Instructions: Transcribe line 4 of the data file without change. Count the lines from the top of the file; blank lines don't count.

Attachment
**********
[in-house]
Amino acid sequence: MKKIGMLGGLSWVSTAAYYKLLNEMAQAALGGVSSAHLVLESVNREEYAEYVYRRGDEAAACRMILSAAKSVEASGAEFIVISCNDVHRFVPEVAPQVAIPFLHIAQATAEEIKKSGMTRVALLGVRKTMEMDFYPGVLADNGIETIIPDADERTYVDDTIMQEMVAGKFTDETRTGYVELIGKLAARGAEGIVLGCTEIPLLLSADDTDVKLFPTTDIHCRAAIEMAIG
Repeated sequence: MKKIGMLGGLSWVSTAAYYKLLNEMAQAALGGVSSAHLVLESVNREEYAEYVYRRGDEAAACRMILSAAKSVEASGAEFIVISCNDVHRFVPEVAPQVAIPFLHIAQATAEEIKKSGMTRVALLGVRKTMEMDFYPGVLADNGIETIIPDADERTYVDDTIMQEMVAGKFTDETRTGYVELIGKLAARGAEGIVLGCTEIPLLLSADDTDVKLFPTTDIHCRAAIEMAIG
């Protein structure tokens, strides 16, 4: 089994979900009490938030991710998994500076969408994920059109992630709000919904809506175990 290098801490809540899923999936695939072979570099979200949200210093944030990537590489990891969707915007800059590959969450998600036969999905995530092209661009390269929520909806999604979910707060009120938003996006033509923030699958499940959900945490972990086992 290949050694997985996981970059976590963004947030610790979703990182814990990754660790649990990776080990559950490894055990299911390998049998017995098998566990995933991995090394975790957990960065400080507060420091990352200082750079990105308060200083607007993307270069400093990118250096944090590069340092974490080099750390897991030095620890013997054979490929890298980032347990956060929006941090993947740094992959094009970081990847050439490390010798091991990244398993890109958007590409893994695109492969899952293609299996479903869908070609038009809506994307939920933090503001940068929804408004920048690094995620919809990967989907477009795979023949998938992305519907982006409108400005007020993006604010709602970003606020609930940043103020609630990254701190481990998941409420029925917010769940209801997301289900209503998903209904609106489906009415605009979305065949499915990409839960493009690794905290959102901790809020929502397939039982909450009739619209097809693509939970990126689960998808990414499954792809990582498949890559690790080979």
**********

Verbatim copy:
């Protein structure tokens, strides 16, 4: 089994979900009490938030991710998994500076969408994920059109992630709000919904809506175990 290098801490809540899923999936695939072979570099979200949200210093944030990537590489990891969707915007800059590959969450998600036969999905995530092209661009390269929520909806999604979910707060009120938003996006033509923030699958499940959900945490972990086992 290949050694997985996981970059976590963004947030610790979703990182814990990754660790649990990776080990559950490894055990299911390998049998017995098998566990995933991995090394975790957990960065400080507060420091990352200082750079990105308060200083607007993307270069400093990118250096944090590069340092974490080099750390897991030095620890013997054979490929890298980032347990956060929006941090993947740094992959094009970081990847050439490390010798091991990244398993890109958007590409893994695109492969899952293609299996479903869908070609038009809506994307939920933090503001940068929804408004920048690094995620919809990967989907477009795979023949998938992305519907982006409108400005007020993006604010709602970003606020609930940043103020609630990254701190481990998941409420029925917010769940209801997301289900209503998903209904609106489906009415605009979305065949499915990409839960493009690794905290959102901790809020929502397939039982909450009739619209097809693509939970990126689960998808990414499954792809990582498949890559690790080979």